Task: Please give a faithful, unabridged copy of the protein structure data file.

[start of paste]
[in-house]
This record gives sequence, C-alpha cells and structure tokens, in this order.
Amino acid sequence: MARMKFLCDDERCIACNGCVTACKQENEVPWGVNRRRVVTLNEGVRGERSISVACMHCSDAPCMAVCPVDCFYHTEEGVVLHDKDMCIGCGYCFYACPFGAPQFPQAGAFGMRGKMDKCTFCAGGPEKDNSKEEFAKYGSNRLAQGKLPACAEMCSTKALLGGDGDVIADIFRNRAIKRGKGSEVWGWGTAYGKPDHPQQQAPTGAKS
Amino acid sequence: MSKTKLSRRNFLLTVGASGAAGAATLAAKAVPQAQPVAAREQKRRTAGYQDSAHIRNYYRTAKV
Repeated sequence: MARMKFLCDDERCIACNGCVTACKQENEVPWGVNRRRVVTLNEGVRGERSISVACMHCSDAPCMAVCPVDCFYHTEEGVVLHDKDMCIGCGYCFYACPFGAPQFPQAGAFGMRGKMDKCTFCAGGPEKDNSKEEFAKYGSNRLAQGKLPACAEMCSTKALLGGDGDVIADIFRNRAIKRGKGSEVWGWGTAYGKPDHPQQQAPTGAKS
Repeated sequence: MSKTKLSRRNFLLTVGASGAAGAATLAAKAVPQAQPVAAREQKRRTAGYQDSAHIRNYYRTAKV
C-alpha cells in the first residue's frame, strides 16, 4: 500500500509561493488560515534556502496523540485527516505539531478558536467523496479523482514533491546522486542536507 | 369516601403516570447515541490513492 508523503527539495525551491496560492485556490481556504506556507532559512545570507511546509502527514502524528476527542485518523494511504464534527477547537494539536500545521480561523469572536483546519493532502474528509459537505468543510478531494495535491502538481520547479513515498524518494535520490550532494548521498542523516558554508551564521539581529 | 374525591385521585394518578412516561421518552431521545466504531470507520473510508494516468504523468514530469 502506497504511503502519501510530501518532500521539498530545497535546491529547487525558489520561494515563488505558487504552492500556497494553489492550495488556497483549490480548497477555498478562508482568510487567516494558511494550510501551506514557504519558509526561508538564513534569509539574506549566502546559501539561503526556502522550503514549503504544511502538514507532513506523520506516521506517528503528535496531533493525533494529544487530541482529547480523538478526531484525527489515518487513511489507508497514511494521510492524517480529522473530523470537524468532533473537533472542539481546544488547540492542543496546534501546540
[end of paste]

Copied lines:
[in-house]
This record gives sequence, C-alpha cells and structure tokens, in this order.
Amino acid sequence: MARMKFLCDDERCIACNGCVTACKQENEVPWGVNRRRVVTLNEGVRGERSISVACMHCSDAPCMAVCPVDCFYHTEEGVVLHDKDMCIGCGYCFYACPFGAPQFPQAGAFGMRGKMDKCTFCAGGPEKDNSKEEFAKYGSNRLAQGKLPACAEMCSTKALLGGDGDVIADIFRNRAIKRGKGSEVWGWGTAYGKPDHPQQQAPTGAKS
Amino acid sequence: MSKTKLSRRNFLLTVGASGAAGAATLAAKAVPQAQPVAAREQKRRTAGYQDSAHIRNYYRTAKV
Repeated sequence: MARMKFLCDDERCIACNGCVTACKQENEVPWGVNRRRVVTLNEGVRGERSISVACMHCSDAPCMAVCPVDCFYHTEEGVVLHDKDMCIGCGYCFYACPFGAPQFPQAGAFGMRGKMDKCTFCAGGPEKDNSKEEFAKYGSNRLAQGKLPACAEMCSTKALLGGDGDVIADIFRNRAIKRGKGSEVWGWGTAYGKPDHPQQQAPTGAKS
Repeated sequence: MSKTKLSRRNFLLTVGASGAAGAATLAAKAVPQAQPVAAREQKRRTAGYQDSAHIRNYYRTAKV
C-alpha cells in the first residue's frame, strides 16, 4: 500500500509561493488560515534556502496523540485527516505539531478558536467523496479523482514533491546522486542536507 | 369516601403516570447515541490513492 508523503527539495525551491496560492485556490481556504506556507532559512545570507511546509502527514502524528476527542485518523494511504464534527477547537494539536500545521480561523469572536483546519493532502474528509459537505468543510478531494495535491502538481520547479513515498524518494535520490550532494548521498542523516558554508551564521539581529 | 374525591385521585394518578412516561421518552431521545466504531470507520473510508494516468504523468514530469 502506497504511503502519501510530501518532500521539498530545497535546491529547487525558489520561494515563488505558487504552492500556497494553489492550495488556497483549490480548497477555498478562508482568510487567516494558511494550510501551506514557504519558509526561508538564513534569509539574506549566502546559501539561503526556502522550503514549503504544511502538514507532513506523520506516521506517528503528535496531533493525533494529544487530541482529547480523538478526531484525527489515518487513511489507508497514511494521510492524517480529522473530523470537524468532533473537533472542539481546544488547540492542543496546534501546540